Twitter has decided to ban political advertising globally on its platform. On Wednesday, Twitter made the announcement responding to growing tensions over misinformation from politicians on social media.
Jack Dorsey, the chief executive tweeted that while internet advertising “is incredibly powerful and very effective for commercial advertisers, that power brings significant risks to politics, where it can be used to influence votes to affect the lives of millions.”
The declaration comes with Facebook under pressure to apply fact-checking to politicians running ads with debunked claims.
According to Dorsey, the new policy would ban political ads on political issues as well as from candidates. The details of the policy will be provided next month and will be imposed from November 22.
“We considered stopping only candidate ads, but issue ads present a way to circumvent,” he said.
“Additionally, it isn’t fair for everyone but candidates to buy ads for issues they want to push. So we’re stopping these too.”
The company, said Dorsey, took the action to head off potential problems from “machine learning-based optimization of messaging and micro-targeting, unchecked misleading information, and deep fakes.”
The move of Twitter comes in contrast to the Facebook policy that allows political speech and ads to run without fact-checking on the leading social network. Mark Zuckerberg, the CEO of Facebook stated political advertising is not a major source of revenue but he believes it is important to allow everyone a “voice”, and that banning political ads would favor incumbents.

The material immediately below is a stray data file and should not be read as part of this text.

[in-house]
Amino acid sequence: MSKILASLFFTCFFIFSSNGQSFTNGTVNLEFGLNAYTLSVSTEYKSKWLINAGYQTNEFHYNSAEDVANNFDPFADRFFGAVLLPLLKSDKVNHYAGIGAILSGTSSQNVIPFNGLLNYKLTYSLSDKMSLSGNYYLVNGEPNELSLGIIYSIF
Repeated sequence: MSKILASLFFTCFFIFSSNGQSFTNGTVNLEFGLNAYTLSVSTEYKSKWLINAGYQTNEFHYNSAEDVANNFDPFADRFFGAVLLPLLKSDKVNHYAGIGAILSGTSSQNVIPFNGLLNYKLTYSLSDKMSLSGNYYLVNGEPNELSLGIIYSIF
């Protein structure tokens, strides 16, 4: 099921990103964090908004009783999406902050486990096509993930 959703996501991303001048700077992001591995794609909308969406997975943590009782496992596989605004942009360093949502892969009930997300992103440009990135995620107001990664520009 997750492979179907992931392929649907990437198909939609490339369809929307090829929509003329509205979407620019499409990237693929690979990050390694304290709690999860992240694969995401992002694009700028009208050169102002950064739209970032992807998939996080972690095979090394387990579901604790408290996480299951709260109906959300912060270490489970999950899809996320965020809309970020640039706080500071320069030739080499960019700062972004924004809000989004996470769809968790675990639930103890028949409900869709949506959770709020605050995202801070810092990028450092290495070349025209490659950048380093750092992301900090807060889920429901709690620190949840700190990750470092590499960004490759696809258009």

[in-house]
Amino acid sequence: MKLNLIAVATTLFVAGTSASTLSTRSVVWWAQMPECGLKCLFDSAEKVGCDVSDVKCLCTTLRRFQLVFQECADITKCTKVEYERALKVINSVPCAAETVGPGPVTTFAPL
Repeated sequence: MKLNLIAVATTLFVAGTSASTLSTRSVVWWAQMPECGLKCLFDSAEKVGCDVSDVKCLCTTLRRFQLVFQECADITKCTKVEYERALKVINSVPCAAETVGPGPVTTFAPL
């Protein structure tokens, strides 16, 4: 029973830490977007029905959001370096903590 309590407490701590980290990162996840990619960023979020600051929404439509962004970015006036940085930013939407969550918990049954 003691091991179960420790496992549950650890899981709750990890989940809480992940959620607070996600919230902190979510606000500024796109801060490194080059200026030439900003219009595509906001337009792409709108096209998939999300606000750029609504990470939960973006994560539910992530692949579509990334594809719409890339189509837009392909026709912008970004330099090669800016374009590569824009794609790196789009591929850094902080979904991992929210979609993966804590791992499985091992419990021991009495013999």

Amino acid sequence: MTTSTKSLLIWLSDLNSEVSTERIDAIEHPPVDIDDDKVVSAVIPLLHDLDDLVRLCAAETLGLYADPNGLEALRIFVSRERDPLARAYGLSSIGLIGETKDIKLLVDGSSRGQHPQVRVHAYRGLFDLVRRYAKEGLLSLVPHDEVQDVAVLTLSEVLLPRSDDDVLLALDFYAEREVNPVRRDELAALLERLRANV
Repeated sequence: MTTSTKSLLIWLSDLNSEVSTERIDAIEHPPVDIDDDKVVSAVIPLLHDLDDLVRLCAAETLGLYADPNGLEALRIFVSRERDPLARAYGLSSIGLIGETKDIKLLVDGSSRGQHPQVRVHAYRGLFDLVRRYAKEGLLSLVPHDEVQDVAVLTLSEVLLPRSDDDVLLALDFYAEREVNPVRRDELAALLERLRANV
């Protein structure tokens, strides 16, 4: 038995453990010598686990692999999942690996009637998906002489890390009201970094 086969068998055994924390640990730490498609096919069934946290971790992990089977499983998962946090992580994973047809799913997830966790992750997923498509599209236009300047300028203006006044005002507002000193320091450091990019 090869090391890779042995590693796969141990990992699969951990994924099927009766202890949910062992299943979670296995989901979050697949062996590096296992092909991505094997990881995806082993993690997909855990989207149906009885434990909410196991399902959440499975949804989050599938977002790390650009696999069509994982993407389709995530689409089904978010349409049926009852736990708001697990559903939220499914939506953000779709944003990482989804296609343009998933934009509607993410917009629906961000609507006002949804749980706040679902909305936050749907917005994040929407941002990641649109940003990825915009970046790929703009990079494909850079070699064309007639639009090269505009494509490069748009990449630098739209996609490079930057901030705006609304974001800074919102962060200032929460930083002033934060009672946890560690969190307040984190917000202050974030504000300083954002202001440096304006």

However, Dorsey said he does not agree with Zuckerberg’s view. “We have witnessed many social movements reach massive scale without any political advertising. I trust this will only grow,” he added.
Twitter’s chief financial officer Ned Segal said, “Since we are getting questions: This decision was based on principle, not money.”
“As context, we’ve disclosed that political ad spend for the 2018 US midterms was (less than) $3M,” he added.
President Donald Trump’s campaign and its use of ads have challenged the social media platforms that contain claims critics say have been debunked by independent fact-checkers.
Trump 2020 campaign manager Brad Parscale said that “Twitter just walked away from hundreds of millions of dollars of potential revenue, a very dumb decision for their stockholders.”
“Will Twitter also be stopping ads from biased liberal media outlets who will now run unchecked as they buy obvious political content meant to attack Republicans?”
Michelle Amazeen, a Boston University professor specializing in political communication said, “Until privately-owned social media platforms can develop and consistently enforce standards to prevent demonstrably inaccurate information in political advertising, this is the right move.”